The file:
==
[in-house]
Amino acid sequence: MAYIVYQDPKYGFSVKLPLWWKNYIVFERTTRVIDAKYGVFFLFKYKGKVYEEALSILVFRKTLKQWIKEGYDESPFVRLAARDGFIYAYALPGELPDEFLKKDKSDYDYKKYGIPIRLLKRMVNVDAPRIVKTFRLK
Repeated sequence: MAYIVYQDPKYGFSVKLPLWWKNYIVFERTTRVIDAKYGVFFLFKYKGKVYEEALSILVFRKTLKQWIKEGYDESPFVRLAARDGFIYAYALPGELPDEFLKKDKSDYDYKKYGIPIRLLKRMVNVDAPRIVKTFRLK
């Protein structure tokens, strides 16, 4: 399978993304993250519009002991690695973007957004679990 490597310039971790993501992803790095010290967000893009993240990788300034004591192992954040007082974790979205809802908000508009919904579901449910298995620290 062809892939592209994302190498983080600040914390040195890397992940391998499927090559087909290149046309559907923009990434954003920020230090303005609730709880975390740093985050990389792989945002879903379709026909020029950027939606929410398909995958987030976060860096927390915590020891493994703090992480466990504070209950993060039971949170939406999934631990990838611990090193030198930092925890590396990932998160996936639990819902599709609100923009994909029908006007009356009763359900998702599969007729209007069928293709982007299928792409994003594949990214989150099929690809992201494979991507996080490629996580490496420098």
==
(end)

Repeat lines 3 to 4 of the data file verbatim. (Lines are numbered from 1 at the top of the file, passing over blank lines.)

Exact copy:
Repeated sequence: MAYIVYQDPKYGFSVKLPLWWKNYIVFERTTRVIDAKYGVFFLFKYKGKVYEEALSILVFRKTLKQWIKEGYDESPFVRLAARDGFIYAYALPGELPDEFLKKDKSDYDYKKYGIPIRLLKRMVNVDAPRIVKTFRLK
């Protein structure tokens, strides 16, 4: 399978993304993250519009002991690695973007957004679990 490597310039971790993501992803790095010290967000893009993240990788300034004591192992954040007082974790979205809802908000508009919904579901449910298995620290 062809892939592209994302190498983080600040914390040195890397992940391998499927090559087909290149046309559907923009990434954003920020230090303005609730709880975390740093985050990389792989945002879903379709026909020029950027939606929410398909995958987030976060860096927390915590020891493994703090992480466990504070209950993060039971949170939406999934631990990838611990090193030198930092925890590396990932998160996936639990819902599709609100923009994909029908006007009356009763359900998702599969007729209007069928293709982007299928792409994003594949990214989150099929690809992201494979991507996080490629996580490496420098």